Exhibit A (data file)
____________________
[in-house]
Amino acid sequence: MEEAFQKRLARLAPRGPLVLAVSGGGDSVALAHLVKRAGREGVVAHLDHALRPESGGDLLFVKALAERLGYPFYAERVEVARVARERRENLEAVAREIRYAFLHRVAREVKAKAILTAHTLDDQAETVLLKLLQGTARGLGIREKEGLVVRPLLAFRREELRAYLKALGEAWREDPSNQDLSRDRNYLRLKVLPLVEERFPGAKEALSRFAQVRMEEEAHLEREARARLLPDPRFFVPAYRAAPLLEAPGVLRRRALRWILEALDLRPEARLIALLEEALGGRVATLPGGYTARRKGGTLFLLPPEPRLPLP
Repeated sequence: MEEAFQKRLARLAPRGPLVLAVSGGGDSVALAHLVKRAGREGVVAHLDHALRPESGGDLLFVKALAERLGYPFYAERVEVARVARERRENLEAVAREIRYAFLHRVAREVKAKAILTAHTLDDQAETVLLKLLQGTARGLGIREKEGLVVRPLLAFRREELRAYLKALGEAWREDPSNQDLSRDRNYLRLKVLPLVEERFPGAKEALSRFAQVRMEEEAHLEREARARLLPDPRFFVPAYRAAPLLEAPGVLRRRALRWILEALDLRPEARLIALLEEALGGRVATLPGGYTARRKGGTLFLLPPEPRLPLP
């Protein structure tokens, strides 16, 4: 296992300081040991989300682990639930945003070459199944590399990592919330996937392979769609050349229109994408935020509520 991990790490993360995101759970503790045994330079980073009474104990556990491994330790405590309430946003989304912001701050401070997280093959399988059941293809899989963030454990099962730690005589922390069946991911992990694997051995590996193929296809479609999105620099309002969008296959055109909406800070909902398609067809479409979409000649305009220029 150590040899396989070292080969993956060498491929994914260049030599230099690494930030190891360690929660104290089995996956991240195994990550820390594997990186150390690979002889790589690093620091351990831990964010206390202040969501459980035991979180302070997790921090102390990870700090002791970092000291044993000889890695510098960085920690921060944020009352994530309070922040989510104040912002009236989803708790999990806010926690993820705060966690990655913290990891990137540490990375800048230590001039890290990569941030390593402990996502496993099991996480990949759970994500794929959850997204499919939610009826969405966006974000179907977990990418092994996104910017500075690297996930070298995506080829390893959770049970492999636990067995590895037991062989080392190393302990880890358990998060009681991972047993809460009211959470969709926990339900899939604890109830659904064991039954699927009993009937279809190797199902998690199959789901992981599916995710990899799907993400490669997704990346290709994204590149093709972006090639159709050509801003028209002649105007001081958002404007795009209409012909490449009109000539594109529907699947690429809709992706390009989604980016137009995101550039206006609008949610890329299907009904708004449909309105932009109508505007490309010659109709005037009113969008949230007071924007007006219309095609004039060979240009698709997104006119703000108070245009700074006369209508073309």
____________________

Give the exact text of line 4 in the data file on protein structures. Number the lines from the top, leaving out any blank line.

């Protein structure tokens, strides 16, 4: 296992300081040991989300682990639930945003070459199944590399990592919330996937392979769609050349229109994408935020509520 991990790490993360995101759970503790045994330079980073009474104990556990491994330790405590309430946003989304912001701050401070997280093959399988059941293809899989963030454990099962730690005589922390069946991911992990694997051995590996193929296809479609999105620099309002969008296959055109909406800070909902398609067809479409979409000649305009220029 150590040899396989070292080969993956060498491929994914260049030599230099690494930030190891360690929660104290089995996956991240195994990550820390594997990186150390690979002889790589690093620091351990831990964010206390202040969501459980035991979180302070997790921090102390990870700090002791970092000291044993000889890695510098960085920690921060944020009352994530309070922040989510104040912002009236989803708790999990806010926690993820705060966690990655913290990891990137540490990375800048230590001039890290990569941030390593402990996502496993099991996480990949759970994500794929959850997204499919939610009826969405966006974000179907977990990418092994996104910017500075690297996930070298995506080829390893959770049970492999636990067995590895037991062989080392190393302990880890358990998060009681991972047993809460009211959470969709926990339900899939604890109830659904064991039954699927009993009937279809190797199902998690199959789901992981599916995710990899799907993400490669997704990346290709994204590149093709972006090639159709050509801003028209002649105007001081958002404007795009209409012909490449009109000539594109529907699947690429809709992706390009989604980016137009995101550039206006609008949610890329299907009904708004449909309105932009109508505007490309010659109709005037009113969008949230007071924007007006219309095609004039060979240009698709997104006119703000108070245009700074006369209508073309």